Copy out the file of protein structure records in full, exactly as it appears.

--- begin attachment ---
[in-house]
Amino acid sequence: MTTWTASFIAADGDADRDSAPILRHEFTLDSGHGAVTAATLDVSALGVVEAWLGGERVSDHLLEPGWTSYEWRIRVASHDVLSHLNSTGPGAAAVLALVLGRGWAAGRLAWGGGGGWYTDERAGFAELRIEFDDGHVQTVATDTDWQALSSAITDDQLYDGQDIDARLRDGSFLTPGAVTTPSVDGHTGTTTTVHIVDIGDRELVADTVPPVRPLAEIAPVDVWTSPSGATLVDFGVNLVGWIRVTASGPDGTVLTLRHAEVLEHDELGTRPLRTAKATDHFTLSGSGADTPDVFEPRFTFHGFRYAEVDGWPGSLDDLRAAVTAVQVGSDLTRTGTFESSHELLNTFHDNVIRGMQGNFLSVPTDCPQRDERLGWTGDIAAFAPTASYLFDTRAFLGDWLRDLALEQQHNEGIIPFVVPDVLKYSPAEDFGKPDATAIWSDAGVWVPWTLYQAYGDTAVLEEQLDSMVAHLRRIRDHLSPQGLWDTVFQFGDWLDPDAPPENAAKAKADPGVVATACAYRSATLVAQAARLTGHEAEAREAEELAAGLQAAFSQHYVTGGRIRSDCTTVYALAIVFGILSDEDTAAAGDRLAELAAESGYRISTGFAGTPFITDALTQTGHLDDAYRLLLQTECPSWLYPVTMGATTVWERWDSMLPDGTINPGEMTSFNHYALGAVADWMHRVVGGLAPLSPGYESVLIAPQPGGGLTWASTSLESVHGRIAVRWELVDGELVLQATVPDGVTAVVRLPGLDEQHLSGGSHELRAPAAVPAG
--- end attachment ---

[in-house]
Amino acid sequence: MTTWTASFIAADGDADRDSAPILRHEFTLDSGHGAVTAATLDVSALGVVEAWLGGERVSDHLLEPGWTSYEWRIRVASHDVLSHLNSTGPGAAAVLALVLGRGWAAGRLAWGGGGGWYTDERAGFAELRIEFDDGHVQTVATDTDWQALSSAITDDQLYDGQDIDARLRDGSFLTPGAVTTPSVDGHTGTTTTVHIVDIGDRELVADTVPPVRPLAEIAPVDVWTSPSGATLVDFGVNLVGWIRVTASGPDGTVLTLRHAEVLEHDELGTRPLRTAKATDHFTLSGSGADTPDVFEPRFTFHGFRYAEVDGWPGSLDDLRAAVTAVQVGSDLTRTGTFESSHELLNTFHDNVIRGMQGNFLSVPTDCPQRDERLGWTGDIAAFAPTASYLFDTRAFLGDWLRDLALEQQHNEGIIPFVVPDVLKYSPAEDFGKPDATAIWSDAGVWVPWTLYQAYGDTAVLEEQLDSMVAHLRRIRDHLSPQGLWDTVFQFGDWLDPDAPPENAAKAKADPGVVATACAYRSATLVAQAARLTGHEAEAREAEELAAGLQAAFSQHYVTGGRIRSDCTTVYALAIVFGILSDEDTAAAGDRLAELAAESGYRISTGFAGTPFITDALTQTGHLDDAYRLLLQTECPSWLYPVTMGATTVWERWDSMLPDGTINPGEMTSFNHYALGAVADWMHRVVGGLAPLSPGYESVLIAPQPGGGLTWASTSLESVHGRIAVRWELVDGELVLQATVPDGVTAVVRLPGLDEQHLSGGSHELRAPAAVPAG